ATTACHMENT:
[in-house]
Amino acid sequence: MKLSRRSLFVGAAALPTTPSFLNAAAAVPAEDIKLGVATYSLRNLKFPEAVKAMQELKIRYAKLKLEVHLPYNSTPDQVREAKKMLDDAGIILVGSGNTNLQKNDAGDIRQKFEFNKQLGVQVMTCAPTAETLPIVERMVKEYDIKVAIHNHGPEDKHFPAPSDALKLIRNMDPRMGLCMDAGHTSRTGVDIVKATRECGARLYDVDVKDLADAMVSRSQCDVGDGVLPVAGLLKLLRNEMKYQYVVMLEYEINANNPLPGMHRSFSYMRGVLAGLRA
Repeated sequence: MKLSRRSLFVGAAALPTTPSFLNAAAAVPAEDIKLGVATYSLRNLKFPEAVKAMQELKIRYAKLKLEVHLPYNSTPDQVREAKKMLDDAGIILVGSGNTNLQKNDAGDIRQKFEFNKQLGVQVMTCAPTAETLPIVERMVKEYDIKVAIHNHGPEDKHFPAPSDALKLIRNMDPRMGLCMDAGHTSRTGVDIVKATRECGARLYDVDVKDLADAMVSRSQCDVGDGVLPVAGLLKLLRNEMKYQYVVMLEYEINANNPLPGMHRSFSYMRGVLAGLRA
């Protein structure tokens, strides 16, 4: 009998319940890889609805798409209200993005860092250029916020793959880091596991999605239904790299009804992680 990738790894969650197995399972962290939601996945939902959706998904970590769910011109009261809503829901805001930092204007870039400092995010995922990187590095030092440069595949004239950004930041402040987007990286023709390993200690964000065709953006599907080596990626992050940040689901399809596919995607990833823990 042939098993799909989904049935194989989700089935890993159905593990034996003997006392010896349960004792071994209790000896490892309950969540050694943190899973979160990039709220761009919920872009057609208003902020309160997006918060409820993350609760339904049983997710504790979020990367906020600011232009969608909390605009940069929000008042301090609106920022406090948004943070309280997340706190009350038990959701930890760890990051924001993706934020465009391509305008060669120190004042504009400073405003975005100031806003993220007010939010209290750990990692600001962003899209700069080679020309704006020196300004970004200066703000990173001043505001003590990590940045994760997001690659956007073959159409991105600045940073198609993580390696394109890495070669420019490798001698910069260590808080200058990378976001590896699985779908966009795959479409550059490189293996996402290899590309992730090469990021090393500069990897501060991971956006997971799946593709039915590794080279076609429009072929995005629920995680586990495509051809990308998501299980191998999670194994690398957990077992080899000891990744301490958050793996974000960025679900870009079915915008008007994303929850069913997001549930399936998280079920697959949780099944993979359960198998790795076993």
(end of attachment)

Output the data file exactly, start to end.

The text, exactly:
[in-house]
Amino acid sequence: MKLSRRSLFVGAAALPTTPSFLNAAAAVPAEDIKLGVATYSLRNLKFPEAVKAMQELKIRYAKLKLEVHLPYNSTPDQVREAKKMLDDAGIILVGSGNTNLQKNDAGDIRQKFEFNKQLGVQVMTCAPTAETLPIVERMVKEYDIKVAIHNHGPEDKHFPAPSDALKLIRNMDPRMGLCMDAGHTSRTGVDIVKATRECGARLYDVDVKDLADAMVSRSQCDVGDGVLPVAGLLKLLRNEMKYQYVVMLEYEINANNPLPGMHRSFSYMRGVLAGLRA
Repeated sequence: MKLSRRSLFVGAAALPTTPSFLNAAAAVPAEDIKLGVATYSLRNLKFPEAVKAMQELKIRYAKLKLEVHLPYNSTPDQVREAKKMLDDAGIILVGSGNTNLQKNDAGDIRQKFEFNKQLGVQVMTCAPTAETLPIVERMVKEYDIKVAIHNHGPEDKHFPAPSDALKLIRNMDPRMGLCMDAGHTSRTGVDIVKATRECGARLYDVDVKDLADAMVSRSQCDVGDGVLPVAGLLKLLRNEMKYQYVVMLEYEINANNPLPGMHRSFSYMRGVLAGLRA
């Protein structure tokens, strides 16, 4: 009998319940890889609805798409209200993005860092250029916020793959880091596991999605239904790299009804992680 990738790894969650197995399972962290939601996945939902959706998904970590769910011109009261809503829901805001930092204007870039400092995010995922990187590095030092440069595949004239950004930041402040987007990286023709390993200690964000065709953006599907080596990626992050940040689901399809596919995607990833823990 042939098993799909989904049935194989989700089935890993159905593990034996003997006392010896349960004792071994209790000896490892309950969540050694943190899973979160990039709220761009919920872009057609208003902020309160997006918060409820993350609760339904049983997710504790979020990367906020600011232009969608909390605009940069929000008042301090609106920022406090948004943070309280997340706190009350038990959701930890760890990051924001993706934020465009391509305008060669120190004042504009400073405003975005100031806003993220007010939010209290750990990692600001962003899209700069080679020309704006020196300004970004200066703000990173001043505001003590990590940045994760997001690659956007073959159409991105600045940073198609993580390696394109890495070669420019490798001698910069260590808080200058990378976001590896699985779908966009795959479409550059490189293996996402290899590309992730090469990021090393500069990897501060991971956006997971799946593709039915590794080279076609429009072929995005629920995680586990495509051809990308998501299980191998999670194994690398957990077992080899000891990744301490958050793996974000960025679900870009079915915008008007994303929850069913997001549930399936998280079920697959949780099944993979359960198998790795076993």